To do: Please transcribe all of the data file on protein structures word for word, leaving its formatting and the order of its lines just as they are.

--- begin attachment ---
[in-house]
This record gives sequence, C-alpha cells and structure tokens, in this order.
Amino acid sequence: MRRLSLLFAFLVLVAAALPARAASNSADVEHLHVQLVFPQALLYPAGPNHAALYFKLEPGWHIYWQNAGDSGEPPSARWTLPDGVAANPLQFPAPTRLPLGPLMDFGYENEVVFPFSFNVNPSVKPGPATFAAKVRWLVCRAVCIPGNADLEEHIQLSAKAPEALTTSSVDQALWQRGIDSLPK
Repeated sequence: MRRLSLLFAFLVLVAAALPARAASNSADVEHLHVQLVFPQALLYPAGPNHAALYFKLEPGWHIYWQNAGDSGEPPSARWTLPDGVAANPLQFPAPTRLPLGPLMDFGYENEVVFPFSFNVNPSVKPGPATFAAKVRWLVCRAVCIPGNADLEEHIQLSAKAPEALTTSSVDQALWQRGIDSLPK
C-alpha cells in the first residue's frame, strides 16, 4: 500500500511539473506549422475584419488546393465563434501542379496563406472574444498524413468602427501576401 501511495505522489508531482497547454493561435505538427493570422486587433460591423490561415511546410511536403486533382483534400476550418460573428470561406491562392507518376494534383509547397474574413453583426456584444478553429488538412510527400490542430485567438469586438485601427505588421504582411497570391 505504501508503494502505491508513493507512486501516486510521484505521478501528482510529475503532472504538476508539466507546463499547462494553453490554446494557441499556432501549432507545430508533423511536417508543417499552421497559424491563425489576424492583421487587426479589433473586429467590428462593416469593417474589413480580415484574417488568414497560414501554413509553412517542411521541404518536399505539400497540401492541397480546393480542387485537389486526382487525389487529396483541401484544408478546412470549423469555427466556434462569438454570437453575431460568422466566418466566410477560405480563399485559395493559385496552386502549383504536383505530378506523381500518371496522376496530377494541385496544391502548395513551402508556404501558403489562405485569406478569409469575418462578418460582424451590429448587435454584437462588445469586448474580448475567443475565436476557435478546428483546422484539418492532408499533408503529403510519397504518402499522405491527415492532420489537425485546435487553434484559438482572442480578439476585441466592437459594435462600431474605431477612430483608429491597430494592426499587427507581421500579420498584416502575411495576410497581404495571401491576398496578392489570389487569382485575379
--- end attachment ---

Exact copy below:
[in-house]
This record gives sequence, C-alpha cells and structure tokens, in this order.
Amino acid sequence: MRRLSLLFAFLVLVAAALPARAASNSADVEHLHVQLVFPQALLYPAGPNHAALYFKLEPGWHIYWQNAGDSGEPPSARWTLPDGVAANPLQFPAPTRLPLGPLMDFGYENEVVFPFSFNVNPSVKPGPATFAAKVRWLVCRAVCIPGNADLEEHIQLSAKAPEALTTSSVDQALWQRGIDSLPK
Repeated sequence: MRRLSLLFAFLVLVAAALPARAASNSADVEHLHVQLVFPQALLYPAGPNHAALYFKLEPGWHIYWQNAGDSGEPPSARWTLPDGVAANPLQFPAPTRLPLGPLMDFGYENEVVFPFSFNVNPSVKPGPATFAAKVRWLVCRAVCIPGNADLEEHIQLSAKAPEALTTSSVDQALWQRGIDSLPK
C-alpha cells in the first residue's frame, strides 16, 4: 500500500511539473506549422475584419488546393465563434501542379496563406472574444498524413468602427501576401 501511495505522489508531482497547454493561435505538427493570422486587433460591423490561415511546410511536403486533382483534400476550418460573428470561406491562392507518376494534383509547397474574413453583426456584444478553429488538412510527400490542430485567438469586438485601427505588421504582411497570391 505504501508503494502505491508513493507512486501516486510521484505521478501528482510529475503532472504538476508539466507546463499547462494553453490554446494557441499556432501549432507545430508533423511536417508543417499552421497559424491563425489576424492583421487587426479589433473586429467590428462593416469593417474589413480580415484574417488568414497560414501554413509553412517542411521541404518536399505539400497540401492541397480546393480542387485537389486526382487525389487529396483541401484544408478546412470549423469555427466556434462569438454570437453575431460568422466566418466566410477560405480563399485559395493559385496552386502549383504536383505530378506523381500518371496522376496530377494541385496544391502548395513551402508556404501558403489562405485569406478569409469575418462578418460582424451590429448587435454584437462588445469586448474580448475567443475565436476557435478546428483546422484539418492532408499533408503529403510519397504518402499522405491527415492532420489537425485546435487553434484559438482572442480578439476585441466592437459594435462600431474605431477612430483608429491597430494592426499587427507581421500579420498584416502575411495576410497581404495571401491576398496578392489570389487569382485575379